For many, the experience of adding crypto coins to their financial portfolios has proven to be the thrill of a lifetime. As a new type of holding with a unique set of tools and rules, cryptocurrency is wealth with its own wow factor.But at some point, the giddiness of fiscal discovery should be followed by a sobering reality: life is short. While established roadmaps have long existed for the orderly passing on of most worldly properties, titles, debts, rights and obligations upon a person’s death, the same can’t be said for cryptoassets.Think ahead to the days right after your last days on earth. How qualified is your will’s executor to manage your balance sheet of bitcoin, ether, Ripple, ZenCash and Ada? Are your loved ones ready to receive your private keys and open your hardware wallet?Looking AheadA recent episode of The Tatiana Show podcast tackled this inconvenient question when co-hosts Tatiana Moroz and Joshua Scigala interviewed Pamela Morgan, Esq., an attorney/educator/entrepreneur/author who’s been working exclusively with Bitcoin and open blockchains since 2014. The impetus for the appearance was the publication of her new book, Cryptoasset Inheritance Planning: A Simple Guide for Owners.As is the case with most how-to tomes, the inspiration for Morgan’s came from a real-world problem she kept encountering. “I started asking annoying lawyer questions,” Morgan says of her cryptocurrency-holding clients. “Like, ‘If you have a bunch of cryptoassets, can your family access them?’ If you have people who depend on you financially, if you want to have other people in your life, or charities or political causes you like to support, to be able to take advantage of your bitcoin or your other cryptoassets, you have to do something. If you do nothing, [it’s] pretty sure that your assets will not go where you want them to go, if they end up anywhere at all.”You Can Be SUREOne of the cores to this blueprint for bitcoin-beyond-the-grave is executing what Morgan calls a SURE analysis, which stands for Security, Usability, Resilience and Efficiency. “Obviously we want your plan to be secure first,” she notes, “but not security at the expense of all of the other things there, because your plan has to be usable, and not by you. We have all this knowledge of cryptocurrency, we know how we’re holding our keys, and so there are these underlying assumptions. We don’t realize that people don’t have the same knowledge that we do. “So when people try to write it down for their heirs it becomes gibberish,” she continues, “because they don’t know what a private key is. They don’t know what a hardware wallet is — they don’t even know how to plug it in. So the worst case scenario is what do they do? They don’t just sit there. They go to the local Meetup group, Reddit, Facebook, and who’s there to help them? Who’s the greeting committee then?”One can only imagine the trolls who are already hard at work, cooking up a sinister new industry built on stealing from confused beneficiaries. “People are not going to say, ‘Yes! My loved one is gone, now is the time for me to learn all about bitcoin,’” says Morgan. It’s an eye-opening point. Currently, cryptocurrency is not like the vast majority of inherited assets for which time-honored legal expertise abounds. Although that general knowledge gap may someday close, today’s reality is that cryptoasset holders need a specific plan to ensure their beneficiaries are sufficiently educated on at least the bare mechanics of those holdings. Beyond that, it’s their additional responsibility to connect them to trusted people and organizations that will help them, not hijack their inheritance.Get It Together — TogetherMorgan suggests that the aforementioned security audit can be undertaken by the will’s creator and a trusted significant other, such as a spouse, side-by-side with that person actually writing the letter of intent for them. “That way they’re guaranteed they know how to access everything,” she says. “They’re kind of creating this project together.” As Moroz points out at the podcast’s end, “You never know when it’s time to go.” Unless your own personal deal with the Devil has a precise expiration date, that’s a simple truth to act on immediately. Having cryptoassets requires heretofore unprecedented estate planning — handle it any other way, and that high-tech portfolio is just child’s play.     This article originally appeared on Bitcoin Magazine. […]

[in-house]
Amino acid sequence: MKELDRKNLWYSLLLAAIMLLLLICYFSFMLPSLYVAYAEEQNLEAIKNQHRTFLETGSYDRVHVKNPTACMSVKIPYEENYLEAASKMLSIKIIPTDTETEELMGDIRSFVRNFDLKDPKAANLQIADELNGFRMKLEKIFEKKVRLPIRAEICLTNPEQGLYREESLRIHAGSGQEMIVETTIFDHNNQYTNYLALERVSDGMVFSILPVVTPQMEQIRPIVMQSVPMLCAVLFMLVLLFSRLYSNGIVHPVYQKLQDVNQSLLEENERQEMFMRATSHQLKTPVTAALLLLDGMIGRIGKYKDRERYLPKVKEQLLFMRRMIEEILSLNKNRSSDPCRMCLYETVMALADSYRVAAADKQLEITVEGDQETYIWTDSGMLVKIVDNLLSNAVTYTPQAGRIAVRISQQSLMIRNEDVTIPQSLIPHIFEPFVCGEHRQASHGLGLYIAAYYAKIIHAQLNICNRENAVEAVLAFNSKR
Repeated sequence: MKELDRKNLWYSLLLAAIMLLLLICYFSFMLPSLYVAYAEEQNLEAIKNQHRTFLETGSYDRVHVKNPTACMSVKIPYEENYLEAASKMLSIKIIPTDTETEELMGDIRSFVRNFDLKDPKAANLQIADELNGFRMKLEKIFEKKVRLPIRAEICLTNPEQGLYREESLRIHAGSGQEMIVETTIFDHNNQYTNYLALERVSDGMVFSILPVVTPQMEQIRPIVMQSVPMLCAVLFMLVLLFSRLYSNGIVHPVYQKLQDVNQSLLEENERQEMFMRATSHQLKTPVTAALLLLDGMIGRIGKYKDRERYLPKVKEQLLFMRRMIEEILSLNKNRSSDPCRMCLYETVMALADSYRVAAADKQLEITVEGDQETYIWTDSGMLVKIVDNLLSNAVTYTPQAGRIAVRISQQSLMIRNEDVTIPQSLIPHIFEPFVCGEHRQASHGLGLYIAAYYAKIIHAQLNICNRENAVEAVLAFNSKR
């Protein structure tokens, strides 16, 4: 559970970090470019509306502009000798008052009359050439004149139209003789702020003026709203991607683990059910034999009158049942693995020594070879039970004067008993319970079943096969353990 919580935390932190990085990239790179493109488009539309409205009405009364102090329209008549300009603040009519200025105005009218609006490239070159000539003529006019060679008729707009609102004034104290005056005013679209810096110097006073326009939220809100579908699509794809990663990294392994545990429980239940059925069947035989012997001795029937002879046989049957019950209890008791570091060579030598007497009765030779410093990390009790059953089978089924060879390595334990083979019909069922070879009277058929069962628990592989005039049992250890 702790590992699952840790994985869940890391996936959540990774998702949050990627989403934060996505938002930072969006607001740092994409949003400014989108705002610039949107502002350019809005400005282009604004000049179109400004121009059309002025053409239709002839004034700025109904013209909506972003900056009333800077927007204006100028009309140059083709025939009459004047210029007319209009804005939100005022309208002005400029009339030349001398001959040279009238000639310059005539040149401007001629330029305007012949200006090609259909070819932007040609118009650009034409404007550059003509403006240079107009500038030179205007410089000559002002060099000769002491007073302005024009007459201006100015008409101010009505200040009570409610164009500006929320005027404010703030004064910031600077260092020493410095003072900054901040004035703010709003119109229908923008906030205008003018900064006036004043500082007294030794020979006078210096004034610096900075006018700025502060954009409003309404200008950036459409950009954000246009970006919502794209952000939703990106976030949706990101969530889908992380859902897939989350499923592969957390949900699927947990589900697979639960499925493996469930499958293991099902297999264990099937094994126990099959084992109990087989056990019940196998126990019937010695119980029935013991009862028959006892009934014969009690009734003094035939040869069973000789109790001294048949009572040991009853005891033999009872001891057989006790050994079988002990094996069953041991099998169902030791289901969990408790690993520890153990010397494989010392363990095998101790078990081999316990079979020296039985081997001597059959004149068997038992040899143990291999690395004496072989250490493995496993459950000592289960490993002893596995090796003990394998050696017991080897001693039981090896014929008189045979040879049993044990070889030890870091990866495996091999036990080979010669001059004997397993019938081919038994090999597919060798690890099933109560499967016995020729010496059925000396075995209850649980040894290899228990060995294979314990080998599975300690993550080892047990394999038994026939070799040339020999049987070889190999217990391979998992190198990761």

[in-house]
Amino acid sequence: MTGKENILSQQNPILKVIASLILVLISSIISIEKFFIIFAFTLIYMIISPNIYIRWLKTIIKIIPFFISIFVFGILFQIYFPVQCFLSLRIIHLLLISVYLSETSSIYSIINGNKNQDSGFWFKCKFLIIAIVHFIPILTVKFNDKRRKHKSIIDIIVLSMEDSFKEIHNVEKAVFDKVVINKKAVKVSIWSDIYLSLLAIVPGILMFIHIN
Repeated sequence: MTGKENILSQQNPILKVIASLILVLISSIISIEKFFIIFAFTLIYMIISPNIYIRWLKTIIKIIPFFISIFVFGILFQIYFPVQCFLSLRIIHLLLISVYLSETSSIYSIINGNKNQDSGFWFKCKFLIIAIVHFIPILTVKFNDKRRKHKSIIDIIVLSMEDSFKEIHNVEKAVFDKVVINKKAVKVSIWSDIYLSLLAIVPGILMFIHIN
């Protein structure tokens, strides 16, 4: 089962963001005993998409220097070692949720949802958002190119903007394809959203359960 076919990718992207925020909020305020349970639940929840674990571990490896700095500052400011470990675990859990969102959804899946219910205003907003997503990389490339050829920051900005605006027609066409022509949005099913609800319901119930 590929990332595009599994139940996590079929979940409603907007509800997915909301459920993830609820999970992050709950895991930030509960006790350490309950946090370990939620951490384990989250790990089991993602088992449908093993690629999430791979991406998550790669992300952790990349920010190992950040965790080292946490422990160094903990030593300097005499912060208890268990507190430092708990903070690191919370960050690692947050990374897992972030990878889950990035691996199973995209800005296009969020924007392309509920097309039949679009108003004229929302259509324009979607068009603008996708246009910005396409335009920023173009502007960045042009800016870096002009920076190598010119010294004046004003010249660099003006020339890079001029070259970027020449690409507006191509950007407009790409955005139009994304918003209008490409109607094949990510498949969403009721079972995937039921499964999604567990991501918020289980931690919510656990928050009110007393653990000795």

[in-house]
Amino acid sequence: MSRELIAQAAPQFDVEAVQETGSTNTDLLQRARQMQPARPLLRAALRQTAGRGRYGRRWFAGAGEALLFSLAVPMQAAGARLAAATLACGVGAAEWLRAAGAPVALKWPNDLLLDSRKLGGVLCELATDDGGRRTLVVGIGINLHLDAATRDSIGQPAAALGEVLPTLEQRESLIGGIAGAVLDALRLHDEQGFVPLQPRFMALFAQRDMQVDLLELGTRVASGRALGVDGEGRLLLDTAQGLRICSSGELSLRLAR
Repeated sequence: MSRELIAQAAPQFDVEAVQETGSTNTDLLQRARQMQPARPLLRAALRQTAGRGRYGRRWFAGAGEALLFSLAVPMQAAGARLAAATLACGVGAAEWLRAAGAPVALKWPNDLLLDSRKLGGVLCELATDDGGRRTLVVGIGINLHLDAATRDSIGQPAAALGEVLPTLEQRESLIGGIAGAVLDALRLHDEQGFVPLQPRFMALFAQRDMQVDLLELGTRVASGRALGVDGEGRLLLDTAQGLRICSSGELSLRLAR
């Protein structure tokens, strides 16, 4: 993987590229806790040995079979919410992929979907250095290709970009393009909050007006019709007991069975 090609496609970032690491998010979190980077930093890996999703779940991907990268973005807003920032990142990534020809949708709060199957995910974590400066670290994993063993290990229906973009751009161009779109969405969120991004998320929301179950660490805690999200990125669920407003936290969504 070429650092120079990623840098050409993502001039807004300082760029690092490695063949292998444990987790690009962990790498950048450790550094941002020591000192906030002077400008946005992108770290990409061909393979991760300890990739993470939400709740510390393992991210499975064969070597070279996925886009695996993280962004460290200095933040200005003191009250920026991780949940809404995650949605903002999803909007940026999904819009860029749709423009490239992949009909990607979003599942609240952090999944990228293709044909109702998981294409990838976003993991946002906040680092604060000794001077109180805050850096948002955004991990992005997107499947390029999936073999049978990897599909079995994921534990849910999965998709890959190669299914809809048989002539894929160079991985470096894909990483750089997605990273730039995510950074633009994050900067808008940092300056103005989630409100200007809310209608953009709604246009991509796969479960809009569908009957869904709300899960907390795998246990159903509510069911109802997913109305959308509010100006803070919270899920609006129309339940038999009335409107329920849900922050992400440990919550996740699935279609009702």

• Op Ed: From East to West: The Fiat Pairing Trend Grows in the United States